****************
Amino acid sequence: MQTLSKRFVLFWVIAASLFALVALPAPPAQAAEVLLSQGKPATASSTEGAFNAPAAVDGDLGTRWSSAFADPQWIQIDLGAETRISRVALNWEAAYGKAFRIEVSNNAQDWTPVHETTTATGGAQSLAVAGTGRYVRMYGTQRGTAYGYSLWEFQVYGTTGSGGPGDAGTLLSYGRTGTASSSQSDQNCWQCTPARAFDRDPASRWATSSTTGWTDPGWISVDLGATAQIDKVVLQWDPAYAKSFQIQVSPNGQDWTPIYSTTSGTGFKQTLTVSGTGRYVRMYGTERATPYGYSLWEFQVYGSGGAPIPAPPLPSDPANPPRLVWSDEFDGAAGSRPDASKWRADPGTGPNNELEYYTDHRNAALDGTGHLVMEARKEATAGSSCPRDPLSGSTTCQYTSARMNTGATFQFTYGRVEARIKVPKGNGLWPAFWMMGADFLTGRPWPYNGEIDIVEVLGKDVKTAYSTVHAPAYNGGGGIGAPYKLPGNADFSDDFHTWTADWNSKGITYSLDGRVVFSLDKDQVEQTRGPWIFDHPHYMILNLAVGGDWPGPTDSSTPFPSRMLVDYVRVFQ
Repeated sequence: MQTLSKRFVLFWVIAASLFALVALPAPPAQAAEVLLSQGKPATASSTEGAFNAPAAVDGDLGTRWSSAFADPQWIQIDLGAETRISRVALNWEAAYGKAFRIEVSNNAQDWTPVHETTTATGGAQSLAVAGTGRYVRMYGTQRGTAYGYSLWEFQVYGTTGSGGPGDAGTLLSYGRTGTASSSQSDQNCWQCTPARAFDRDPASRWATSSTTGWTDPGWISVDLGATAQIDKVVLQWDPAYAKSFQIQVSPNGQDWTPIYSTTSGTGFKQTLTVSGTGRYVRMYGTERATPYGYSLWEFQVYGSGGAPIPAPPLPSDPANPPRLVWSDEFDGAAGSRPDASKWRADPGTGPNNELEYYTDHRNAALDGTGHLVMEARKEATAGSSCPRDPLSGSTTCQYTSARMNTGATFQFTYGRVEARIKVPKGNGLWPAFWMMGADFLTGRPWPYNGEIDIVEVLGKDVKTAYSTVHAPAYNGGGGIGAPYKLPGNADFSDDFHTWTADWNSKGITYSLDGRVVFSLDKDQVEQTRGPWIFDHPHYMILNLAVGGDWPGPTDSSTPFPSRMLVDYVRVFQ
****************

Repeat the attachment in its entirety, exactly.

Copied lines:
Amino acid sequence: MQTLSKRFVLFWVIAASLFALVALPAPPAQAAEVLLSQGKPATASSTEGAFNAPAAVDGDLGTRWSSAFADPQWIQIDLGAETRISRVALNWEAAYGKAFRIEVSNNAQDWTPVHETTTATGGAQSLAVAGTGRYVRMYGTQRGTAYGYSLWEFQVYGTTGSGGPGDAGTLLSYGRTGTASSSQSDQNCWQCTPARAFDRDPASRWATSSTTGWTDPGWISVDLGATAQIDKVVLQWDPAYAKSFQIQVSPNGQDWTPIYSTTSGTGFKQTLTVSGTGRYVRMYGTERATPYGYSLWEFQVYGSGGAPIPAPPLPSDPANPPRLVWSDEFDGAAGSRPDASKWRADPGTGPNNELEYYTDHRNAALDGTGHLVMEARKEATAGSSCPRDPLSGSTTCQYTSARMNTGATFQFTYGRVEARIKVPKGNGLWPAFWMMGADFLTGRPWPYNGEIDIVEVLGKDVKTAYSTVHAPAYNGGGGIGAPYKLPGNADFSDDFHTWTADWNSKGITYSLDGRVVFSLDKDQVEQTRGPWIFDHPHYMILNLAVGGDWPGPTDSSTPFPSRMLVDYVRVFQ
Repeated sequence: MQTLSKRFVLFWVIAASLFALVALPAPPAQAAEVLLSQGKPATASSTEGAFNAPAAVDGDLGTRWSSAFADPQWIQIDLGAETRISRVALNWEAAYGKAFRIEVSNNAQDWTPVHETTTATGGAQSLAVAGTGRYVRMYGTQRGTAYGYSLWEFQVYGTTGSGGPGDAGTLLSYGRTGTASSSQSDQNCWQCTPARAFDRDPASRWATSSTTGWTDPGWISVDLGATAQIDKVVLQWDPAYAKSFQIQVSPNGQDWTPIYSTTSGTGFKQTLTVSGTGRYVRMYGTERATPYGYSLWEFQVYGSGGAPIPAPPLPSDPANPPRLVWSDEFDGAAGSRPDASKWRADPGTGPNNELEYYTDHRNAALDGTGHLVMEARKEATAGSSCPRDPLSGSTTCQYTSARMNTGATFQFTYGRVEARIKVPKGNGLWPAFWMMGADFLTGRPWPYNGEIDIVEVLGKDVKTAYSTVHAPAYNGGGGIGAPYKLPGNADFSDDFHTWTADWNSKGITYSLDGRVVFSLDKDQVEQTRGPWIFDHPHYMILNLAVGGDWPGPTDSSTPFPSRMLVDYVRVFQ